I had the good fortune to be able to interview Gaëlle Solal after her concerts at Winchester and Canterbury, and had her interesting views on her career, teaching and future projects.
Well worth 12 minutes of your (and my) time.
Here is also an excerpt of her wonderful private gig in the shed where she plays Gismonti, Nazareth and Garoto.
He had two brothers, one named Verdi, the other Rossine, so it isn’t surprising that his parents had musical ambitions for Mozart Guarnieri. In an act of self effacement (and probably to ward off unkind comments) he changed his name to M.Camargo Guarnieri (Camargo was his mother’s maiden name, and M. stands, of course, for Mozart).
He is arguably the most important Brazilian composer after Heitor Villa-Lobos having written 6 symphonies, 6 piano concertos and many chamber works. Continue reading →
What do you get if you substitute an ‘M’ for a ‘B’ and an ‘n’ for an ‘m’?
You get a virtuosic Brazilian mandolinist whose day job was a pharmacist (and also a public notary) and who was impeccably dressed for concerts. He also wrote many of the Brazilian hits of all time, aptly named Jacob Pick Bittencourt, whose stage name was Jacob do Bandolim, “Jacob Mandolin”.
In addition to his virtuoso playing, he is famous for his many choro compositions, more than 103 tunes, which range from the lyrical melodies of “Noites Cariocas” (“Carioca Nights”), Receita de Samba and “Dôce de Coco” to the aggressively jazzy “Assanhado”, which is reminiscent of bebop. He also researched and attempted to preserve the older choro tradition, as well as that of other Brazilian music styles.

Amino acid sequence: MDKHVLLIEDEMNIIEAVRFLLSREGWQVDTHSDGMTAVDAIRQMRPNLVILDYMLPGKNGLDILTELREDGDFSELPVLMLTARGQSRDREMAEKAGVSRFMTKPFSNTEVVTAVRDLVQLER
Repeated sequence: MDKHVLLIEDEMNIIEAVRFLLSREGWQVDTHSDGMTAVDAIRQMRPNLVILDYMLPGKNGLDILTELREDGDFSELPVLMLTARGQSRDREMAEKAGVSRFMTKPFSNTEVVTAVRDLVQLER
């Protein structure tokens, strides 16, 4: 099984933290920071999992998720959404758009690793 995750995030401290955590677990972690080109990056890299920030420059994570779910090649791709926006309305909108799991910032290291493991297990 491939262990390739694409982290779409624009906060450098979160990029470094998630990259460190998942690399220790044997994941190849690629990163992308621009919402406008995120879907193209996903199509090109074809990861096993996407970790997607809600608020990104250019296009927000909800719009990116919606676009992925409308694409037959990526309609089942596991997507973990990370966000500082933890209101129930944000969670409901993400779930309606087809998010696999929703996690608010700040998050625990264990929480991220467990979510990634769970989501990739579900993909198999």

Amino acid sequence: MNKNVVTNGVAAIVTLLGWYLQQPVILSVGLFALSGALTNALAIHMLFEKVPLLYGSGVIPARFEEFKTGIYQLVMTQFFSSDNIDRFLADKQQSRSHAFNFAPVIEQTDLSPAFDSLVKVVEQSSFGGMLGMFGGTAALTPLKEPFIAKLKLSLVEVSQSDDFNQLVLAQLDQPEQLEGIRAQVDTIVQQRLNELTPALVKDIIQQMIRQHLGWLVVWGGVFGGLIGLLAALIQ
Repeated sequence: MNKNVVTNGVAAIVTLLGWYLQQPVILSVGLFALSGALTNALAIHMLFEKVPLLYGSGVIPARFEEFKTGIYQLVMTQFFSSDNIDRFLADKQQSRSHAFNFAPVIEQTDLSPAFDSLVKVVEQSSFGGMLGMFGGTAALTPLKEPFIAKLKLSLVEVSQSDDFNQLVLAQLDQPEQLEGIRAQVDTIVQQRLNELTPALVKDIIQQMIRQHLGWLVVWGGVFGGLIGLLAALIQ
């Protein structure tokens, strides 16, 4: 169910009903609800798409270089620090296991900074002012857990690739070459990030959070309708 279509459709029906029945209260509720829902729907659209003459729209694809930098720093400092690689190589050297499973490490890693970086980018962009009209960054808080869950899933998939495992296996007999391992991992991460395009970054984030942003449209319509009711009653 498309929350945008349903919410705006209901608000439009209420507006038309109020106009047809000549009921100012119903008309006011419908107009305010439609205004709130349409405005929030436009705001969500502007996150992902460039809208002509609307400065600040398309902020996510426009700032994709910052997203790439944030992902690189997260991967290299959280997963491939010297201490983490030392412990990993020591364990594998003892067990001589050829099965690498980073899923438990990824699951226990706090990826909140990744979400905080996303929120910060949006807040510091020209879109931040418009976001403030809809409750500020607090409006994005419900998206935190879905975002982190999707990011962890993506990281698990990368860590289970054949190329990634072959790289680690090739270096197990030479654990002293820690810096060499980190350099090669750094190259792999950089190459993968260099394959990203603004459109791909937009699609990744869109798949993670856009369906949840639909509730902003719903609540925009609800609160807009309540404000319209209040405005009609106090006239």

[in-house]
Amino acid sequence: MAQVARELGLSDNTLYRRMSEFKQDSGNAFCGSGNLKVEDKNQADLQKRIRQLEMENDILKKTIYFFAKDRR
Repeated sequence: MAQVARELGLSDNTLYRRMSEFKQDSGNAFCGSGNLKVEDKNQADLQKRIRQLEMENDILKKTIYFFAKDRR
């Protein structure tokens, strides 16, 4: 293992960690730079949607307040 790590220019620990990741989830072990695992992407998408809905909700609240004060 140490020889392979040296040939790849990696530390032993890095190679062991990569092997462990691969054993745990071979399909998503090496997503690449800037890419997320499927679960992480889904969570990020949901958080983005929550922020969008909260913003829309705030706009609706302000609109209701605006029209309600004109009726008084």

Unfortunately, you might have to work to get the downloads, but if you succeed, this is a treasure trove of the history of ther guitar in Brazil, featuring most, if not all, the important Brazilian guitarists after Villa Lobos.
Knowing how to understand Brazilian is definitely a help!
Yamandu Costa, Brazilian guitarist, composer and iconoclast who takes his 7-string violão places many cannot even imagine, plays this cheeky version of Villa lobos’ Schottich choro with Gutto Wirtti. This demonstrates in an extreme way what Dinu Lipatti was trying to say in his last essay.